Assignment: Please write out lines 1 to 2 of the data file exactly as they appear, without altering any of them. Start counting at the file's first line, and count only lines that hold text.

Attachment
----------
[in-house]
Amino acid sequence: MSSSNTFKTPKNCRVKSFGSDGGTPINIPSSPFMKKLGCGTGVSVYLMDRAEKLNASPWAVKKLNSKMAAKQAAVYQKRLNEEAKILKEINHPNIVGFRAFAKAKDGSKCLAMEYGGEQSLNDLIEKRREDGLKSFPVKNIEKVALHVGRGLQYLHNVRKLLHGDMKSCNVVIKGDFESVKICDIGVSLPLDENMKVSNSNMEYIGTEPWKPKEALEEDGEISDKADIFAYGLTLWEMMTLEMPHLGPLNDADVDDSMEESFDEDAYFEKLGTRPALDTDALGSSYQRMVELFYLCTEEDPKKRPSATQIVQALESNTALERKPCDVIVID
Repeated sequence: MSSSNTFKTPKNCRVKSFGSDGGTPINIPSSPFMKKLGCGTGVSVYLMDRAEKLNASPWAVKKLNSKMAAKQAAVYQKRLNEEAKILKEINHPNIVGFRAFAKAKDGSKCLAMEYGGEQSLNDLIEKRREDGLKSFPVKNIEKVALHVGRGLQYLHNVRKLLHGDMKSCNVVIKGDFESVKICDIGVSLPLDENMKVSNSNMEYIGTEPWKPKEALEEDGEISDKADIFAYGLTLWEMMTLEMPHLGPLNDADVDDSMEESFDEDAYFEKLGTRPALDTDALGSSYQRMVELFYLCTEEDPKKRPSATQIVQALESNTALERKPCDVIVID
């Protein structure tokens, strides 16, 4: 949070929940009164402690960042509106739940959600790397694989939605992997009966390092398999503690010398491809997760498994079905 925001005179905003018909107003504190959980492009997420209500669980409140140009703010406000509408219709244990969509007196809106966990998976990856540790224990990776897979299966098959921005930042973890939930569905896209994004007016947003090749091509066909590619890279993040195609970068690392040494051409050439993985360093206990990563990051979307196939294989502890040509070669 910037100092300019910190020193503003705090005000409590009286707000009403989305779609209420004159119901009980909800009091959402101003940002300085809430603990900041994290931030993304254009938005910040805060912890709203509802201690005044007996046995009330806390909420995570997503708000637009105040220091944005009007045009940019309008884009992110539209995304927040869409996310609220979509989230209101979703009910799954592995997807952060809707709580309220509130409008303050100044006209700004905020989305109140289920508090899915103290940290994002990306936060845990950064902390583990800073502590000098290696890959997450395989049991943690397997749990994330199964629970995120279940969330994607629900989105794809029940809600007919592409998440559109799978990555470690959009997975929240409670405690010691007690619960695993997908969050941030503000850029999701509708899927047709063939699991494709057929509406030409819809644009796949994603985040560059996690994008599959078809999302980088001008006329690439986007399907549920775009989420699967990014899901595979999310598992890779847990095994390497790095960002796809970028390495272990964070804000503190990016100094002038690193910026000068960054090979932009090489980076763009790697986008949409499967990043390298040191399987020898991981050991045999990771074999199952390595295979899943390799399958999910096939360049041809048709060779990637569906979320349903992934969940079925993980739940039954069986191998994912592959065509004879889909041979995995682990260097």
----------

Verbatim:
[in-house]
Amino acid sequence: MSSSNTFKTPKNCRVKSFGSDGGTPINIPSSPFMKKLGCGTGVSVYLMDRAEKLNASPWAVKKLNSKMAAKQAAVYQKRLNEEAKILKEINHPNIVGFRAFAKAKDGSKCLAMEYGGEQSLNDLIEKRREDGLKSFPVKNIEKVALHVGRGLQYLHNVRKLLHGDMKSCNVVIKGDFESVKICDIGVSLPLDENMKVSNSNMEYIGTEPWKPKEALEEDGEISDKADIFAYGLTLWEMMTLEMPHLGPLNDADVDDSMEESFDEDAYFEKLGTRPALDTDALGSSYQRMVELFYLCTEEDPKKRPSATQIVQALESNTALERKPCDVIVID